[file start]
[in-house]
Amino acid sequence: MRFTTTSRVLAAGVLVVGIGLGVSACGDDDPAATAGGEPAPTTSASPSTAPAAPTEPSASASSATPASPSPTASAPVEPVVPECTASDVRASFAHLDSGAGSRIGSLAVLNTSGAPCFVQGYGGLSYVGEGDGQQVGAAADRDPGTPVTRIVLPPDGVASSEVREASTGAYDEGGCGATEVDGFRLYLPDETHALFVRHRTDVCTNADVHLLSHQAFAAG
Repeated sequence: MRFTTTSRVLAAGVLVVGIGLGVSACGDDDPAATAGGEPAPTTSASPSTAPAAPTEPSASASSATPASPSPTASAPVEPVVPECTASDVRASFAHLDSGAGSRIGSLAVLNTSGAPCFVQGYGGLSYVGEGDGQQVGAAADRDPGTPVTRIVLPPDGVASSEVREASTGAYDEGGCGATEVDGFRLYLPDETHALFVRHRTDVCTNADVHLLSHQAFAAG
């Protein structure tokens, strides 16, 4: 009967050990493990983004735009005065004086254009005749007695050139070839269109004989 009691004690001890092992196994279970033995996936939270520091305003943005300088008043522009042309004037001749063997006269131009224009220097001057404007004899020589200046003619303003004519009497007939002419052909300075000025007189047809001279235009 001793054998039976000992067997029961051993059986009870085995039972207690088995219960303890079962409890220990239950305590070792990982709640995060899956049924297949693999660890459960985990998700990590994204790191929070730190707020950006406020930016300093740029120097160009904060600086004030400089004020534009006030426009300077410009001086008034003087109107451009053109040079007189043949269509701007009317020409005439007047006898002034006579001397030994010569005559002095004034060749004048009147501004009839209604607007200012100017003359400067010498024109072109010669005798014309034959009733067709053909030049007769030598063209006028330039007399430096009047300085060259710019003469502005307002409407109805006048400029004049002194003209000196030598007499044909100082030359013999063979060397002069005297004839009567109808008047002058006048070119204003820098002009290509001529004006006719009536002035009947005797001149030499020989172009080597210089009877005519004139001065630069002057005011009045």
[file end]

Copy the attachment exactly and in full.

[in-house]
Amino acid sequence: MRFTTTSRVLAAGVLVVGIGLGVSACGDDDPAATAGGEPAPTTSASPSTAPAAPTEPSASASSATPASPSPTASAPVEPVVPECTASDVRASFAHLDSGAGSRIGSLAVLNTSGAPCFVQGYGGLSYVGEGDGQQVGAAADRDPGTPVTRIVLPPDGVASSEVREASTGAYDEGGCGATEVDGFRLYLPDETHALFVRHRTDVCTNADVHLLSHQAFAAG
Repeated sequence: MRFTTTSRVLAAGVLVVGIGLGVSACGDDDPAATAGGEPAPTTSASPSTAPAAPTEPSASASSATPASPSPTASAPVEPVVPECTASDVRASFAHLDSGAGSRIGSLAVLNTSGAPCFVQGYGGLSYVGEGDGQQVGAAADRDPGTPVTRIVLPPDGVASSEVREASTGAYDEGGCGATEVDGFRLYLPDETHALFVRHRTDVCTNADVHLLSHQAFAAG
């Protein structure tokens, strides 16, 4: 009967050990493990983004735009005065004086254009005749007695050139070839269109004989 009691004690001890092992196994279970033995996936939270520091305003943005300088008043522009042309004037001749063997006269131009224009220097001057404007004899020589200046003619303003004519009497007939002419052909300075000025007189047809001279235009 001793054998039976000992067997029961051993059986009870085995039972207690088995219960303890079962409890220990239950305590070792990982709640995060899956049924297949693999660890459960985990998700990590994204790191929070730190707020950006406020930016300093740029120097160009904060600086004030400089004020534009006030426009300077410009001086008034003087109107451009053109040079007189043949269509701007009317020409005439007047006898002034006579001397030994010569005559002095004034060749004048009147501004009839209604607007200012100017003359400067010498024109072109010669005798014309034959009733067709053909030049007769030598063209006028330039007399430096009047300085060259710019003469502005307002409407109805006048400029004049002194003209000196030598007499044909100082030359013999063979060397002069005297004839009567109808008047002058006048070119204003820098002009290509001529004006006719009536002035009947005797001149030499020989172009080597210089009877005519004139001065630069002057005011009045």